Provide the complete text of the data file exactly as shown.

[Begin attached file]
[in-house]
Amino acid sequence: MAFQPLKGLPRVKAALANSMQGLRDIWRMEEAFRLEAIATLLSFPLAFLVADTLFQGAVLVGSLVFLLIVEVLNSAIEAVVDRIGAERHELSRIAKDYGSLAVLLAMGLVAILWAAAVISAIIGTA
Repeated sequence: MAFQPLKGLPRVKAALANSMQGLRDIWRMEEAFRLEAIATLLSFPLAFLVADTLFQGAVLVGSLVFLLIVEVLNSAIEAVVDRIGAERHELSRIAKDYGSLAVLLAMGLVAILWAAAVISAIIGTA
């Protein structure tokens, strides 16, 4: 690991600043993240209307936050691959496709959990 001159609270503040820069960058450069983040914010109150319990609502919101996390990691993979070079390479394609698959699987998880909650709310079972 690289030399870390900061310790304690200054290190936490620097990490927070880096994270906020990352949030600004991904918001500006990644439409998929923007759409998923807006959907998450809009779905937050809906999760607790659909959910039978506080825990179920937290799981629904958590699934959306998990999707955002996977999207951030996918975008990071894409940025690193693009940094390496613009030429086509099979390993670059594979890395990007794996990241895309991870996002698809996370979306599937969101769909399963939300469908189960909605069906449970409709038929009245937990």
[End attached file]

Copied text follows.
[in-house]
Amino acid sequence: MAFQPLKGLPRVKAALANSMQGLRDIWRMEEAFRLEAIATLLSFPLAFLVADTLFQGAVLVGSLVFLLIVEVLNSAIEAVVDRIGAERHELSRIAKDYGSLAVLLAMGLVAILWAAAVISAIIGTA
Repeated sequence: MAFQPLKGLPRVKAALANSMQGLRDIWRMEEAFRLEAIATLLSFPLAFLVADTLFQGAVLVGSLVFLLIVEVLNSAIEAVVDRIGAERHELSRIAKDYGSLAVLLAMGLVAILWAAAVISAIIGTA
């Protein structure tokens, strides 16, 4: 690991600043993240209307936050691959496709959990 001159609270503040820069960058450069983040914010109150319990609502919101996390990691993979070079390479394609698959699987998880909650709310079972 690289030399870390900061310790304690200054290190936490620097990490927070880096994270906020990352949030600004991904918001500006990644439409998929923007759409998923807006959907998450809009779905937050809906999760607790659909959910039978506080825990179920937290799981629904958590699934959306998990999707955002996977999207951030996918975008990071894409940025690193693009940094390496613009030429086509099979390993670059594979890395990007794996990241895309991870996002698809996370979306599937969101769909399963939300469908189960909605069906449970409709038929009245937990």